July 16, 2005

Journalists are "sick with anxiety about the Death of Print."

A HUGE WaPo piece fretting about bloggers (with lots and lots and lots about Betsy Newmark and Barbara O'Brien):
Currently, we [journalists a]re worried about bloggers....

[We're] wringing our hands in countless articles about blogging, wiping our brows through endless panels devoted to blogging, scrying through bottomless poll data about blogging, and launching blogs of our own. If you are reading these words in a publication called The Washington Post Magazine, then the bloggers have not entirely overtaken the so-called mainstream media -- yet.
But you're not reading these words in a publication called The Washington Post Magazine, are you?



Ron said...

Ann: Your Maniacal Villain Laugh needs more Christopher Lee, less Woody Woodpecker!

You need the photo with outraised arms (with fists!) and the head thrown back...

Villains are always so happy and laughing...

Matt Barker said...

I thought von Drehle was pretty insightful here:

Bloggers scan for bits of evidence that fit into their existing views and then generalize from there. For example, supporters of the Iraq war will notice an article that seems to suggest some progress -- an insurgent leader captured, a new school opened -- and infer a universe of good news from that piece. Elsewhere on the same day, opponents of the war might find a piece of discouraging news -- an interview with a gloomy Iraqi leader, another suicide bombing -- and infer a mirror-image universe.

The supply of raw material for these creations is virtually infinite. The Internet contains billions -- trillions? -- of discrete tiles of information, from which a diligent network of bloggers can create any mosaic they choose. Somewhere, there's sure to be a quotation from Goebbels or Goering to cast a dark tinge over the latest from Bush. And you can count on the left blogosphere to find it. Just as surely, there will be an equally apposite quote from Lincoln or Churchill with which the right bloggers can respond.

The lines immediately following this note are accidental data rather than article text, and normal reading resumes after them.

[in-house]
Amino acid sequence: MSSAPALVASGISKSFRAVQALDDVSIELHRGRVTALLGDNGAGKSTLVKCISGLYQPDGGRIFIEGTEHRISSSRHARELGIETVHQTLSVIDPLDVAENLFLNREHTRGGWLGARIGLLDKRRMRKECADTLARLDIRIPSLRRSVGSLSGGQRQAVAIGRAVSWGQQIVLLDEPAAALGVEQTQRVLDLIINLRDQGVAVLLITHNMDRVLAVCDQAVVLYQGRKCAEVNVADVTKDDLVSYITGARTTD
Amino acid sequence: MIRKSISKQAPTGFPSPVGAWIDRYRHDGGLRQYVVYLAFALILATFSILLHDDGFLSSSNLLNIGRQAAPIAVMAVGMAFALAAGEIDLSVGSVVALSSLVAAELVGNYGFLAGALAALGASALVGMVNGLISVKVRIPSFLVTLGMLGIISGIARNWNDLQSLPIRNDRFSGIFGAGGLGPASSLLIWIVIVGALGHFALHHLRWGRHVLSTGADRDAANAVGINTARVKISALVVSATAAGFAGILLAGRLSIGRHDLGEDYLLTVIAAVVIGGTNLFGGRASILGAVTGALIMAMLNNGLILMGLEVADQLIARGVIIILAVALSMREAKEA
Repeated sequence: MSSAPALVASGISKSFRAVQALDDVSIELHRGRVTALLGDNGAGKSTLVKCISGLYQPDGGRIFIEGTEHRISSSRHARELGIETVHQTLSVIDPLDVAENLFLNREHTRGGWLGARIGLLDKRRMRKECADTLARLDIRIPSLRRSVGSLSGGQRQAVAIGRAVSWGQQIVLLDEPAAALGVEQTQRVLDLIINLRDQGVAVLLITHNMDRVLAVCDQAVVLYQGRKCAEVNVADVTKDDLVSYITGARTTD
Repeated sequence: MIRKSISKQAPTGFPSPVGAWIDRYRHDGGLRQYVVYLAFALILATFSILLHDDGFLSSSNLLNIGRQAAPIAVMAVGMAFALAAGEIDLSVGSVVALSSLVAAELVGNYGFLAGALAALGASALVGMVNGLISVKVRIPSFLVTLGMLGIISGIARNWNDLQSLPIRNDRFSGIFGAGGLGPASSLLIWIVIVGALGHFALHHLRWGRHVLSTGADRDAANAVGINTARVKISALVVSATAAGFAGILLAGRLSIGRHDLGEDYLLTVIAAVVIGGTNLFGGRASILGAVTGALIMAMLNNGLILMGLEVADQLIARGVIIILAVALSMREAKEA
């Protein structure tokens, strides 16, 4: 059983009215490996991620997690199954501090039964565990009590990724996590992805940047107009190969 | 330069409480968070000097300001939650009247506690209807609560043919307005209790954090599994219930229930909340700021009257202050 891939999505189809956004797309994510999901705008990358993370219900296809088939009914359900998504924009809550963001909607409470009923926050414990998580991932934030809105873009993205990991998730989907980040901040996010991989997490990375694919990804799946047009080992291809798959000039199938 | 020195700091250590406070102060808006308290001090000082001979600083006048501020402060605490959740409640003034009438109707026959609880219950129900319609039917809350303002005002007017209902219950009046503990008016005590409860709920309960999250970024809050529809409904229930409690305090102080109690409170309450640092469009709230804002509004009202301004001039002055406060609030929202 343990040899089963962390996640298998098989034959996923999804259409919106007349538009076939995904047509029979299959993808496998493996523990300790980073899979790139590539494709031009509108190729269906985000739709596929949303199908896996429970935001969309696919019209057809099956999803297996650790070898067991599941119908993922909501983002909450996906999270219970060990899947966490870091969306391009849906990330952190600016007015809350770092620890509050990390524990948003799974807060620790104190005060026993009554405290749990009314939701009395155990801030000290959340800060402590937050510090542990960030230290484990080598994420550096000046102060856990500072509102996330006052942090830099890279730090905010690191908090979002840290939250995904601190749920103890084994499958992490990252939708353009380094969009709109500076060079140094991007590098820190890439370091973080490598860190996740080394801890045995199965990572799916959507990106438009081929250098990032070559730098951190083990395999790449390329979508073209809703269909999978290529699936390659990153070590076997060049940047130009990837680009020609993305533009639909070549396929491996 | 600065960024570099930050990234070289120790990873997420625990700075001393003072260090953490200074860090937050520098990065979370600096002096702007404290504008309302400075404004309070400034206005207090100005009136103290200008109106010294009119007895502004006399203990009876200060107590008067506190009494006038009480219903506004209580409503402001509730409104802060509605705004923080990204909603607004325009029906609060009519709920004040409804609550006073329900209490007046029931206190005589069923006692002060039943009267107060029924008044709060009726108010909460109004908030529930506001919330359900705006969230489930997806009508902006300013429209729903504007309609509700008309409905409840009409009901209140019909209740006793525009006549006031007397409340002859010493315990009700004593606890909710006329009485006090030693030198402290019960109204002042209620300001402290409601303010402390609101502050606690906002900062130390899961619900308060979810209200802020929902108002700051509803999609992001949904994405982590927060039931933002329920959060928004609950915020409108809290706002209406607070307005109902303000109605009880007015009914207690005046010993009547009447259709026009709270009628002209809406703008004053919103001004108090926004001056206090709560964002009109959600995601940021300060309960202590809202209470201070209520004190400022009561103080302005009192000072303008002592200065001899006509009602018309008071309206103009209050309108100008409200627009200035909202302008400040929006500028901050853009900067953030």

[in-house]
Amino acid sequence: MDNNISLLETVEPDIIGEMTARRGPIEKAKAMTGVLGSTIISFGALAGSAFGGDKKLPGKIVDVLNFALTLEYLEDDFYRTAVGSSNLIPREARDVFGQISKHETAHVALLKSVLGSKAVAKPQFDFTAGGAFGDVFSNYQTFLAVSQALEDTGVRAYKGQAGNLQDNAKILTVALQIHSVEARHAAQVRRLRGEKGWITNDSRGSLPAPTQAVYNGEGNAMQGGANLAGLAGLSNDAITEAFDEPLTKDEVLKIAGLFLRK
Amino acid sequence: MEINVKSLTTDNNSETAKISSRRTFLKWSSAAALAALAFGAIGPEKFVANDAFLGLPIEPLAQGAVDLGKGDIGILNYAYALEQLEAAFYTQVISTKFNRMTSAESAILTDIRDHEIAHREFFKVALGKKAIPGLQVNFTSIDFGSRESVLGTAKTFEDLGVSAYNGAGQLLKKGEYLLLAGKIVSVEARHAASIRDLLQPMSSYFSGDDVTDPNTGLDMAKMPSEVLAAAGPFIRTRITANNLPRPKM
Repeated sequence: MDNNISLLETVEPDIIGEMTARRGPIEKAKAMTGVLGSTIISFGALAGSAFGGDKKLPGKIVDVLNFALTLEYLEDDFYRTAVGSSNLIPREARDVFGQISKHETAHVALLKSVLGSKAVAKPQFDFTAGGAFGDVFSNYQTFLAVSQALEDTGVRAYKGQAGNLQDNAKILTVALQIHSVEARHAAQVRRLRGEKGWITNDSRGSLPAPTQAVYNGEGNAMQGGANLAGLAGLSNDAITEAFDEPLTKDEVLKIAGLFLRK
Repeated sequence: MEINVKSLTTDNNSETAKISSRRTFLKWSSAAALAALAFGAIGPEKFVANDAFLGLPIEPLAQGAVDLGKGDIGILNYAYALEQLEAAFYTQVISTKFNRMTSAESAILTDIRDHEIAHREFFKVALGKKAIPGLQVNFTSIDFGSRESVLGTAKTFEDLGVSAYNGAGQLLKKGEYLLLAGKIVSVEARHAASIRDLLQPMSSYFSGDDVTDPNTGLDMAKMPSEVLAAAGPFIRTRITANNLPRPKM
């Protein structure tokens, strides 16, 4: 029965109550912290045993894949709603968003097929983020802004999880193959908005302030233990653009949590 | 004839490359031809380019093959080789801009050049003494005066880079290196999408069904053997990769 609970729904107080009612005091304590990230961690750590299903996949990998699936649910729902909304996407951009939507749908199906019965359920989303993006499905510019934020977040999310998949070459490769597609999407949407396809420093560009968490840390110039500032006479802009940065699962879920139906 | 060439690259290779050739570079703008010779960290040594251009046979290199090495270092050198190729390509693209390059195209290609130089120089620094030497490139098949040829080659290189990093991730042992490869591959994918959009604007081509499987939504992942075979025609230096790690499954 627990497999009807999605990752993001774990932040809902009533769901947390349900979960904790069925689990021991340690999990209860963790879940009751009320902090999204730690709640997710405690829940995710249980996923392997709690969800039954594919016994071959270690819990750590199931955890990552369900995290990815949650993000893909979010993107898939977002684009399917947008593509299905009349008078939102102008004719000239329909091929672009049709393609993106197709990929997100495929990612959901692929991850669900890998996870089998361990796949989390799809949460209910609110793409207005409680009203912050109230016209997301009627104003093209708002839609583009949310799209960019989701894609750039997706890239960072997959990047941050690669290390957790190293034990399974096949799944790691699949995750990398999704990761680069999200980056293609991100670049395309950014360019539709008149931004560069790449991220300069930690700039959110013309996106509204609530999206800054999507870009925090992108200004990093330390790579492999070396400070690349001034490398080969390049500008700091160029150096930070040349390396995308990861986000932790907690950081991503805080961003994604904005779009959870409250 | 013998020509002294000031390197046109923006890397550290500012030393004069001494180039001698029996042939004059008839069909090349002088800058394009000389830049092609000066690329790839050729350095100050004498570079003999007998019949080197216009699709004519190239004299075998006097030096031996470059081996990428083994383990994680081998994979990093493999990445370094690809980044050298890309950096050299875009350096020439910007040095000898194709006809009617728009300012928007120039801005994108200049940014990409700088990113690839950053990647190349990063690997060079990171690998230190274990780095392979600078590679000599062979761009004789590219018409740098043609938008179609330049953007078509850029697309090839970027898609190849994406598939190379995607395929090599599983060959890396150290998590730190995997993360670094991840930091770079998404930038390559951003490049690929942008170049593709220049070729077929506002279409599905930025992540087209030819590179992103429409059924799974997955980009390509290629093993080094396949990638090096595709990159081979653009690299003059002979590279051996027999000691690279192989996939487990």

He follows this with some careful phrasing:

Professional columnists have always been choosing tiles and creating pictures of the world.

Now I know bloggers are usually most analogous to columnists in traditional media, but I'd love to hear Von Drehle explain how journalists in general—and not just columnists—avoid this kind of mosaic-buiding. I'd argue they don't avoid it, by mere virtue of limited time and space. Their choices will inevitably result in a "news mosaic" that reflects their outlook.

Nothing new about this, I just thought his description of the process was a good one—but it needs a wider application.

Contributors said...

I'm a "heh heh heh" fan personally.

Bruce Hayden said...

I agree with Matthew. I have seen too many times when "journalists" do exactly the same thing that they are blaming the blogosphere for.

Sure, the better ones keep this sort of thing more under control than do either columnists or bloggers. But it is still there.

I think the theory is that you first realize what your world view is, and then try to remove this filter when you are reporting news. But the reality is that in the heat of getting a story out, this step seems to be missed a lot these days.